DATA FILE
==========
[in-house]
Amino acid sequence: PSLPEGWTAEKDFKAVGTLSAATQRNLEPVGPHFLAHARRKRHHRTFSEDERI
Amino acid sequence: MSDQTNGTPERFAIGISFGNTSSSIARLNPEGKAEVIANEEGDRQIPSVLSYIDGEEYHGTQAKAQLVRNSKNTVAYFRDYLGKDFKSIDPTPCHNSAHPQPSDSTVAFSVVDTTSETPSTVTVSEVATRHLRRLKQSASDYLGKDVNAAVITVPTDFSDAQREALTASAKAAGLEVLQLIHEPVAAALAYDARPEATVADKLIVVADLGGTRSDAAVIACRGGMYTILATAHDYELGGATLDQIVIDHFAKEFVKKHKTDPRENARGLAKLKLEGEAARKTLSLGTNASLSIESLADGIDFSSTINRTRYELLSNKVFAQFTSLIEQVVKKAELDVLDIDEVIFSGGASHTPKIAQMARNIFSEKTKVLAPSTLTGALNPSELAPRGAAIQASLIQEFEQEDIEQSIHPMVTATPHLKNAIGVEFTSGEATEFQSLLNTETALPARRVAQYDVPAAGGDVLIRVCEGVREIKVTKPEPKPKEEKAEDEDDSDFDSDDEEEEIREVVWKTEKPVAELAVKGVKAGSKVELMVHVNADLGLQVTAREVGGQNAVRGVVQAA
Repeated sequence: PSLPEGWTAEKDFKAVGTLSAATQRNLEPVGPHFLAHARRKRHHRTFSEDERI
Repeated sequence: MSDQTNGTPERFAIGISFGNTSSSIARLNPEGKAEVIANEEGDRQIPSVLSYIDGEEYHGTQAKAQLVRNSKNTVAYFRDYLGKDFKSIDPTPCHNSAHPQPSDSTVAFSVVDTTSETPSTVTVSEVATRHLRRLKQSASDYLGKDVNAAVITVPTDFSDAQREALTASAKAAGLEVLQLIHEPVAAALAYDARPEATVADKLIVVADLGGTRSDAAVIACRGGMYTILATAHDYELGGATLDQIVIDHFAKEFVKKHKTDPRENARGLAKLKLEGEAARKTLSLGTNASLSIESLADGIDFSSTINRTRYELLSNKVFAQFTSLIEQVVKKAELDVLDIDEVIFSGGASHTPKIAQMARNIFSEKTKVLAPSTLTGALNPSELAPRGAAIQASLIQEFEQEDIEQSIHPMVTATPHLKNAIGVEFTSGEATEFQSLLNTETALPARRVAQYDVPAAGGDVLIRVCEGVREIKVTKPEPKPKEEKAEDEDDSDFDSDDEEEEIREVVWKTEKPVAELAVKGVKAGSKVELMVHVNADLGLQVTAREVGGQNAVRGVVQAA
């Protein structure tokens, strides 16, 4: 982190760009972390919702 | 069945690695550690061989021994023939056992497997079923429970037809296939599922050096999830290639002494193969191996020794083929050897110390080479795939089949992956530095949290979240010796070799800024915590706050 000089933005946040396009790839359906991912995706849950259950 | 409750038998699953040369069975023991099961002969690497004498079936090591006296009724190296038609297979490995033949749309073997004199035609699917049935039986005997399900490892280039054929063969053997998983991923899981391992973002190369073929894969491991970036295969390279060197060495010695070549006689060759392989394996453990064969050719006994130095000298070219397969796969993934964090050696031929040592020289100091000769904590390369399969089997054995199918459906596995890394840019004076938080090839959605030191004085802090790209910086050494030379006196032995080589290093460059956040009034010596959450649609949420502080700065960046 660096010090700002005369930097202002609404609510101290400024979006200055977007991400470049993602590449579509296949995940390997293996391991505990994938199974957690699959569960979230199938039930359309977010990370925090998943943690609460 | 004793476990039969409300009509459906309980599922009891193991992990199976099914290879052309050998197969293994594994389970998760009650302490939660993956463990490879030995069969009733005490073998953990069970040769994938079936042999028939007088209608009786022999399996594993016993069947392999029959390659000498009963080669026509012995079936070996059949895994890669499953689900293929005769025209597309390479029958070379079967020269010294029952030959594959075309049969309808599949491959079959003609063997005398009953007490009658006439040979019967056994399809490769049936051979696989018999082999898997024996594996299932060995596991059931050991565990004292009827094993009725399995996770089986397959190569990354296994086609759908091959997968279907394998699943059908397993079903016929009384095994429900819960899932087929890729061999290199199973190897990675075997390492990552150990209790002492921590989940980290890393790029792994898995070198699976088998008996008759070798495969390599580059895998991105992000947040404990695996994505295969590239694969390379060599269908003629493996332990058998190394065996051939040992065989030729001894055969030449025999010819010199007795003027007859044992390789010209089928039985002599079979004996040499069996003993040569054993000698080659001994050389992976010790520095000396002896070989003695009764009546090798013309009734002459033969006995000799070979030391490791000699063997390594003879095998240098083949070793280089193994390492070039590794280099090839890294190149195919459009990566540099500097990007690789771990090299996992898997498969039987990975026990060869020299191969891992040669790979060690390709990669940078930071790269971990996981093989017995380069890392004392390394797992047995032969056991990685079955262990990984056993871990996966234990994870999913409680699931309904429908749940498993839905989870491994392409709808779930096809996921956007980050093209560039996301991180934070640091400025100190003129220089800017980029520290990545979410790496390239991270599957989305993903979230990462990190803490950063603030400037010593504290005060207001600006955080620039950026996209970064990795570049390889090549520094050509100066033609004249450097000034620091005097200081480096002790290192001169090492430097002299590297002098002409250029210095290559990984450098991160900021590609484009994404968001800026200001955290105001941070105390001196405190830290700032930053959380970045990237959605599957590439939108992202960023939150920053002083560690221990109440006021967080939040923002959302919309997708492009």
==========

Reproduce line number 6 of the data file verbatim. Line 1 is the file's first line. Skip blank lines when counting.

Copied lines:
């Protein structure tokens, strides 16, 4: 982190760009972390919702 | 069945690695550690061989021994023939056992497997079923429970037809296939599922050096999830290639002494193969191996020794083929050897110390080479795939089949992956530095949290979240010796070799800024915590706050 000089933005946040396009790839359906991912995706849950259950 | 409750038998699953040369069975023991099961002969690497004498079936090591006296009724190296038609297979490995033949749309073997004199035609699917049935039986005997399900490892280039054929063969053997998983991923899981391992973002190369073929894969491991970036295969390279060197060495010695070549006689060759392989394996453990064969050719006994130095000298070219397969796969993934964090050696031929040592020289100091000769904590390369399969089997054995199918459906596995890394840019004076938080090839959605030191004085802090790209910086050494030379006196032995080589290093460059956040009034010596959450649609949420502080700065960046 660096010090700002005369930097202002609404609510101290400024979006200055977007991400470049993602590449579509296949995940390997293996391991505990994938199974957690699959569960979230199938039930359309977010990370925090998943943690609460 | 004793476990039969409300009509459906309980599922009891193991992990199976099914290879052309050998197969293994594994389970998760009650302490939660993956463990490879030995069969009733005490073998953990069970040769994938079936042999028939007088209608009786022999399996594993016993069947392999029959390659000498009963080669026509012995079936070996059949895994890669499953689900293929005769025209597309390479029958070379079967020269010294029952030959594959075309049969309808599949491959079959003609063997005398009953007490009658006439040979019967056994399809490769049936051979696989018999082999898997024996594996299932060995596991059931050991565990004292009827094993009725399995996770089986397959190569990354296994086609759908091959997968279907394998699943059908397993079903016929009384095994429900819960899932087929890729061999290199199973190897990675075997390492990552150990209790002492921590989940980290890393790029792994898995070198699976088998008996008759070798495969390599580059895998991105992000947040404990695996994505295969590239694969390379060599269908003629493996332990058998190394065996051939040992065989030729001894055969030449025999010819010199007795003027007859044992390789010209089928039985002599079979004996040499069996003993040569054993000698080659001994050389992976010790520095000396002896070989003695009764009546090798013309009734002459033969006995000799070979030391490791000699063997390594003879095998240098083949070793280089193994390492070039590794280099090839890294190149195919459009990566540099500097990007690789771990090299996992898997498969039987990975026990060869020299191969891992040669790979060690390709990669940078930071790269971990996981093989017995380069890392004392390394797992047995032969056991990685079955262990990984056993871990996966234990994870999913409680699931309904429908749940498993839905989870491994392409709808779930096809996921956007980050093209560039996301991180934070640091400025100190003129220089800017980029520290990545979410790496390239991270599957989305993903979230990462990190803490950063603030400037010593504290005060207001600006955080620039950026996209970064990795570049390889090549520094050509100066033609004249450097000034620091005097200081480096002790290192001169090492430097002299590297002098002409250029210095290559990984450098991160900021590609484009994404968001800026200001955290105001941070105390001196405190830290700032930053959380970045990237959605599957590439939108992202960023939150920053002083560690221990109440006021967080939040923002959302919309997708492009």